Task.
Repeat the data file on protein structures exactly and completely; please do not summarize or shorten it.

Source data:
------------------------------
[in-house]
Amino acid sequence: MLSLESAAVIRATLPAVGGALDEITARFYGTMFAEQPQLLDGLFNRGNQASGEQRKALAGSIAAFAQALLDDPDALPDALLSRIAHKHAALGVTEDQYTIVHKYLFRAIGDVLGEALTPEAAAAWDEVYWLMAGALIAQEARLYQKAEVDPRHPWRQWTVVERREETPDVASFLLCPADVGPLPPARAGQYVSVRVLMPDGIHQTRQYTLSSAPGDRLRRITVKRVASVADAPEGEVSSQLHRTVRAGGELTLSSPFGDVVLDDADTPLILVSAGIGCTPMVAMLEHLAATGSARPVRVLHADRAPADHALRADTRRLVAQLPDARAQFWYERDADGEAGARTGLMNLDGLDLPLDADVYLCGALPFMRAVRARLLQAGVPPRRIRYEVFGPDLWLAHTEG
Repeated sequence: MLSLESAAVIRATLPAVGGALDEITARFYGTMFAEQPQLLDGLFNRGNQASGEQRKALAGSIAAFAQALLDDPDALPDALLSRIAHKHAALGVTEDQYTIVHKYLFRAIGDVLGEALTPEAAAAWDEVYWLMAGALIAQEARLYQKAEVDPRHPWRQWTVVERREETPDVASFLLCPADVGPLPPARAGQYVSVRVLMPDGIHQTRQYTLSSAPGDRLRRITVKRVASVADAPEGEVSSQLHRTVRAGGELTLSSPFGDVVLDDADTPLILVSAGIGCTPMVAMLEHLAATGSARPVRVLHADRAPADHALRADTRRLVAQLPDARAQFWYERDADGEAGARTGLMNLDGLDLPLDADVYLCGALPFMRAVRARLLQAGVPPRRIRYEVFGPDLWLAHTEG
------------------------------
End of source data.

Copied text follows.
[in-house]
Amino acid sequence: MLSLESAAVIRATLPAVGGALDEITARFYGTMFAEQPQLLDGLFNRGNQASGEQRKALAGSIAAFAQALLDDPDALPDALLSRIAHKHAALGVTEDQYTIVHKYLFRAIGDVLGEALTPEAAAAWDEVYWLMAGALIAQEARLYQKAEVDPRHPWRQWTVVERREETPDVASFLLCPADVGPLPPARAGQYVSVRVLMPDGIHQTRQYTLSSAPGDRLRRITVKRVASVADAPEGEVSSQLHRTVRAGGELTLSSPFGDVVLDDADTPLILVSAGIGCTPMVAMLEHLAATGSARPVRVLHADRAPADHALRADTRRLVAQLPDARAQFWYERDADGEAGARTGLMNLDGLDLPLDADVYLCGALPFMRAVRARLLQAGVPPRRIRYEVFGPDLWLAHTEG
Repeated sequence: MLSLESAAVIRATLPAVGGALDEITARFYGTMFAEQPQLLDGLFNRGNQASGEQRKALAGSIAAFAQALLDDPDALPDALLSRIAHKHAALGVTEDQYTIVHKYLFRAIGDVLGEALTPEAAAAWDEVYWLMAGALIAQEARLYQKAEVDPRHPWRQWTVVERREETPDVASFLLCPADVGPLPPARAGQYVSVRVLMPDGIHQTRQYTLSSAPGDRLRRITVKRVASVADAPEGEVSSQLHRTVRAGGELTLSSPFGDVVLDDADTPLILVSAGIGCTPMVAMLEHLAATGSARPVRVLHADRAPADHALRADTRRLVAQLPDARAQFWYERDADGEAGARTGLMNLDGLDLPLDADVYLCGALPFMRAVRARLLQAGVPPRRIRYEVFGPDLWLAHTEG